I've been knitting.
I learned the basic knit stitch a few years ago after I took a class. Everyone raved about how easy knitting is, that you can even knit a scarf while watching a movie! They lied. At that time, I found knitting to be tedious and exhausting. The patterns were too mathematical for me, I got frustrated when I made a mistake and had to start over (which happened often), and so I gave up. Half of a red scarf pierced with wooden knitting needles sat in my nightstand drawer until last fall.
I decided to reteach myself how to knit by watching YouTube videos and to finish that scarf. Since I'd made many mistakes, the scarf was uneven and had a bunch of holes in it. I ripped it all out and started over. Then, I made another scarf using a different stitch. Then another. Then a baby blanket. Then a couple of ear warmer headbands. Then a hat. I'm working on another scarf now.
I'm addicted. I have a bag full of needles and yarns. I have a list of things I want to make: more scarves and hats, fingerless gloves, a shawl, a bigger blanket...
Now I find knitting to be soothing, a way to calm my frequent bouts of anxiety. When I feel wonky, I pick up my needles and focus on the stitches. It forces me to think about something else. Plus, I like the sound of the needles softly clicking together, the feel of the soft yarn as it pulls through my fingers.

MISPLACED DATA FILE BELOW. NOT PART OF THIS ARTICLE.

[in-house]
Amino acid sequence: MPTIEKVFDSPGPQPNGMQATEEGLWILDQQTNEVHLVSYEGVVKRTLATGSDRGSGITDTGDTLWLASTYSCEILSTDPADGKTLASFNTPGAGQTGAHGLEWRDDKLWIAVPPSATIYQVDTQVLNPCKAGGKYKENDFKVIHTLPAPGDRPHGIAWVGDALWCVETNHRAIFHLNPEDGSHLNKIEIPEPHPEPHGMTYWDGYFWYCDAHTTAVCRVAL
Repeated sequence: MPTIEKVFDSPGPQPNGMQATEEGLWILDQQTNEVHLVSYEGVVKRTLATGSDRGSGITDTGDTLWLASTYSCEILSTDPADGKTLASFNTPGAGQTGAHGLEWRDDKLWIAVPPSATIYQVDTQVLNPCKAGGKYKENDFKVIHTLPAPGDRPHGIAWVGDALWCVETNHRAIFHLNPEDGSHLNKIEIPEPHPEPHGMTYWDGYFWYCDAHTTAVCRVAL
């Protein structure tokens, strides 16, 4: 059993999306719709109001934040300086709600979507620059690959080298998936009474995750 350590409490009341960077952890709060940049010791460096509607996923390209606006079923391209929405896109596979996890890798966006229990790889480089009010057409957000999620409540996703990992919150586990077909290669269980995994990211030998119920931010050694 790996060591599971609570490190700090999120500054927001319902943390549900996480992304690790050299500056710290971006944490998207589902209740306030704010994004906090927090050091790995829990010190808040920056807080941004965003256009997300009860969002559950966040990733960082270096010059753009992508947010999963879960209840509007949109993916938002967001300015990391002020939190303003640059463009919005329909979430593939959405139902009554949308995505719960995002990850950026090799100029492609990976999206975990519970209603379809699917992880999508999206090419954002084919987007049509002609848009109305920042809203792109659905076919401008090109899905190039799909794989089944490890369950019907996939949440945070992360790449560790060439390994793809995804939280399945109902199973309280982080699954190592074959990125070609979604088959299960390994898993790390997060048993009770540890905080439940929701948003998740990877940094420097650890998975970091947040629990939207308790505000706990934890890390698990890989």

I've realized that knitting is a lot like cooking. I feel a sense of productiveness and accomplishment when I make scarf just as when I make a soufflé. I start with a ball of yarn and a pair of needles and made something new, just like when I start with eggs, milk, and flour to bake a cake. I MADE THIS, I think. It's hugely satisfying.
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I tried this new recipe to use up a giant zucchini that a co-worked gave me & some chocolate mint (which only has a faint chocolate flavor but is named so because of a tinge of brown in the leaves & stems of the plant) a friend gave me a couple weeks ago. Za'atar is a Middle Eastern seasoning blend of herbs (often oregano, thyme, marjoram, and savory), sesame seeds, and sumac. Traditionally, it is eaten with pita dipped in olive oil. I served this refreshing green dip with pita chips.
Zucchini Dip with Mint & Za'atar
adapted from Eating Well